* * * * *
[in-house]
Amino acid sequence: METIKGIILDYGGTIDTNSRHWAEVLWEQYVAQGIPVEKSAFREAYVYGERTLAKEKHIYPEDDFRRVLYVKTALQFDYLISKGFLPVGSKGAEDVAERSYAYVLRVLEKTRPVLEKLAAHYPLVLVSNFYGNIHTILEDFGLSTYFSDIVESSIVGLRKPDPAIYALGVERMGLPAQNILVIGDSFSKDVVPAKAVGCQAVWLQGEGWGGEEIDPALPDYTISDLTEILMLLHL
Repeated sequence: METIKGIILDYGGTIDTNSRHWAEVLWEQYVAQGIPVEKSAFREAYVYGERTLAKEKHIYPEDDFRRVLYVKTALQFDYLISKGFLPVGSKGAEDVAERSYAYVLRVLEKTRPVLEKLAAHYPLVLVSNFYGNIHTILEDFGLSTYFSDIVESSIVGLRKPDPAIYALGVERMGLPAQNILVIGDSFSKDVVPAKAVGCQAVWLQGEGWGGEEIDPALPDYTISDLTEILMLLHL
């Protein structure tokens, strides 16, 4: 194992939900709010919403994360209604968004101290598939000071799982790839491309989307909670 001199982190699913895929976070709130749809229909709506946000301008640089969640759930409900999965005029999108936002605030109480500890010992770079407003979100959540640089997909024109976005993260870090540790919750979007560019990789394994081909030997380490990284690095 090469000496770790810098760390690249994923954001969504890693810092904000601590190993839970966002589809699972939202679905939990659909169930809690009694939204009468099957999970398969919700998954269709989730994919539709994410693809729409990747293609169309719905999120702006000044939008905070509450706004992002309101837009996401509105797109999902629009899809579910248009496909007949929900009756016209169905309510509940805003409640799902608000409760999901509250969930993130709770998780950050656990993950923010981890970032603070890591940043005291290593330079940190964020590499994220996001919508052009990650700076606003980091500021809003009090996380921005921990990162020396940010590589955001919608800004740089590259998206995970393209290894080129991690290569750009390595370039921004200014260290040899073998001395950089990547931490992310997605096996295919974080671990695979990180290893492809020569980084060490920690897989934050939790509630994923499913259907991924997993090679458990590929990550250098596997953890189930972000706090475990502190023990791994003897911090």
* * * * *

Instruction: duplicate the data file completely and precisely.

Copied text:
[in-house]
Amino acid sequence: METIKGIILDYGGTIDTNSRHWAEVLWEQYVAQGIPVEKSAFREAYVYGERTLAKEKHIYPEDDFRRVLYVKTALQFDYLISKGFLPVGSKGAEDVAERSYAYVLRVLEKTRPVLEKLAAHYPLVLVSNFYGNIHTILEDFGLSTYFSDIVESSIVGLRKPDPAIYALGVERMGLPAQNILVIGDSFSKDVVPAKAVGCQAVWLQGEGWGGEEIDPALPDYTISDLTEILMLLHL
Repeated sequence: METIKGIILDYGGTIDTNSRHWAEVLWEQYVAQGIPVEKSAFREAYVYGERTLAKEKHIYPEDDFRRVLYVKTALQFDYLISKGFLPVGSKGAEDVAERSYAYVLRVLEKTRPVLEKLAAHYPLVLVSNFYGNIHTILEDFGLSTYFSDIVESSIVGLRKPDPAIYALGVERMGLPAQNILVIGDSFSKDVVPAKAVGCQAVWLQGEGWGGEEIDPALPDYTISDLTEILMLLHL
């Protein structure tokens, strides 16, 4: 194992939900709010919403994360209604968004101290598939000071799982790839491309989307909670 001199982190699913895929976070709130749809229909709506946000301008640089969640759930409900999965005029999108936002605030109480500890010992770079407003979100959540640089997909024109976005993260870090540790919750979007560019990789394994081909030997380490990284690095 090469000496770790810098760390690249994923954001969504890693810092904000601590190993839970966002589809699972939202679905939990659909169930809690009694939204009468099957999970398969919700998954269709989730994919539709994410693809729409990747293609169309719905999120702006000044939008905070509450706004992002309101837009996401509105797109999902629009899809579910248009496909007949929900009756016209169905309510509940805003409640799902608000409760999901509250969930993130709770998780950050656990993950923010981890970032603070890591940043005291290593330079940190964020590499994220996001919508052009990650700076606003980091500021809003009090996380921005921990990162020396940010590589955001919608800004740089590259998206995970393209290894080129991690290569750009390595370039921004200014260290040899073998001395950089990547931490992310997605096996295919974080671990695979990180290893492809020569980084060490920690897989934050939790509630994923499913259907991924997993090679458990590929990550250098596997953890189930972000706090475990502190023990791994003897911090």